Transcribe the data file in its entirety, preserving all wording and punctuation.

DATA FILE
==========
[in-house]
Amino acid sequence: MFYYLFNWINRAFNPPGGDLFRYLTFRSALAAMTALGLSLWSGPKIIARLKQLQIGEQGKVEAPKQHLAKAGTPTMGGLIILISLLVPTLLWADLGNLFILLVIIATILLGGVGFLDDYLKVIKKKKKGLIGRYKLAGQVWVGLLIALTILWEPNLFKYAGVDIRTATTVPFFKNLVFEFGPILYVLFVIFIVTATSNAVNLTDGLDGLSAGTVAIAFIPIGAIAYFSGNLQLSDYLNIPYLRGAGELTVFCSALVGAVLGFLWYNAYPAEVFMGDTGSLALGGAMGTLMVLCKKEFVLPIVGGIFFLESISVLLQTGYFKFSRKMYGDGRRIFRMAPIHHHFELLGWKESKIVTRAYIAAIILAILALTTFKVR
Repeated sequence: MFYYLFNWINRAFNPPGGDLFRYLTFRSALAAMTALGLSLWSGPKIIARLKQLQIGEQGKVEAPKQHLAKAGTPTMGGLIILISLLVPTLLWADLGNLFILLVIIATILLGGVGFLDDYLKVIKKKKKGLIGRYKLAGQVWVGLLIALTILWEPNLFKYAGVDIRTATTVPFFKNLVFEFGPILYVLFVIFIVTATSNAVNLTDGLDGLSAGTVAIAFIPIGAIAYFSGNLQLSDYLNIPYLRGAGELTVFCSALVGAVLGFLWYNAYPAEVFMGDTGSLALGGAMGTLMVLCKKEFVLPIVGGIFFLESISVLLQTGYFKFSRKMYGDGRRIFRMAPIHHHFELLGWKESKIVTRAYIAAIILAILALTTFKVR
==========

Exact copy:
[in-house]
Amino acid sequence: MFYYLFNWINRAFNPPGGDLFRYLTFRSALAAMTALGLSLWSGPKIIARLKQLQIGEQGKVEAPKQHLAKAGTPTMGGLIILISLLVPTLLWADLGNLFILLVIIATILLGGVGFLDDYLKVIKKKKKGLIGRYKLAGQVWVGLLIALTILWEPNLFKYAGVDIRTATTVPFFKNLVFEFGPILYVLFVIFIVTATSNAVNLTDGLDGLSAGTVAIAFIPIGAIAYFSGNLQLSDYLNIPYLRGAGELTVFCSALVGAVLGFLWYNAYPAEVFMGDTGSLALGGAMGTLMVLCKKEFVLPIVGGIFFLESISVLLQTGYFKFSRKMYGDGRRIFRMAPIHHHFELLGWKESKIVTRAYIAAIILAILALTTFKVR
Repeated sequence: MFYYLFNWINRAFNPPGGDLFRYLTFRSALAAMTALGLSLWSGPKIIARLKQLQIGEQGKVEAPKQHLAKAGTPTMGGLIILISLLVPTLLWADLGNLFILLVIIATILLGGVGFLDDYLKVIKKKKKGLIGRYKLAGQVWVGLLIALTILWEPNLFKYAGVDIRTATTVPFFKNLVFEFGPILYVLFVIFIVTATSNAVNLTDGLDGLSAGTVAIAFIPIGAIAYFSGNLQLSDYLNIPYLRGAGELTVFCSALVGAVLGFLWYNAYPAEVFMGDTGSLALGGAMGTLMVLCKKEFVLPIVGGIFFLESISVLLQTGYFKFSRKMYGDGRRIFRMAPIHHHFELLGWKESKIVTRAYIAAIILAILALTTFKVR